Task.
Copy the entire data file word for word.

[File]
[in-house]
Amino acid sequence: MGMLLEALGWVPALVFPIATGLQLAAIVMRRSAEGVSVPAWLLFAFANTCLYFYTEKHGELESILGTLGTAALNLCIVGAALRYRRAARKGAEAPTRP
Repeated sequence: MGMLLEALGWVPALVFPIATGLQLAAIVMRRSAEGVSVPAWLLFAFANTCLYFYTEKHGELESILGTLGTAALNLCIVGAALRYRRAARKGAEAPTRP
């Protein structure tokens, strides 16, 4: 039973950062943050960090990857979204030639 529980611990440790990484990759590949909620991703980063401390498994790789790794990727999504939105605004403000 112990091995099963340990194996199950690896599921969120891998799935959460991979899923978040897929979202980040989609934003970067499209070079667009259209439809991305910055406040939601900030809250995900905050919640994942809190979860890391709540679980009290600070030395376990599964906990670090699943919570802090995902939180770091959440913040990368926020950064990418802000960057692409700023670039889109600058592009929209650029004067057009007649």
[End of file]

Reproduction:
[in-house]
Amino acid sequence: MGMLLEALGWVPALVFPIATGLQLAAIVMRRSAEGVSVPAWLLFAFANTCLYFYTEKHGELESILGTLGTAALNLCIVGAALRYRRAARKGAEAPTRP
Repeated sequence: MGMLLEALGWVPALVFPIATGLQLAAIVMRRSAEGVSVPAWLLFAFANTCLYFYTEKHGELESILGTLGTAALNLCIVGAALRYRRAARKGAEAPTRP
């Protein structure tokens, strides 16, 4: 039973950062943050960090990857979204030639 529980611990440790990484990759590949909620991703980063401390498994790789790794990727999504939105605004403000 112990091995099963340990194996199950690896599921969120891998799935959460991979899923978040897929979202980040989609934003970067499209070079667009259209439809991305910055406040939601900030809250995900905050919640994942809190979860890391709540679980009290600070030395376990599964906990670090699943919570802090995902939180770091959440913040990368926020950064990418802000960057692409700023670039889109600058592009929209650029004067057009007649």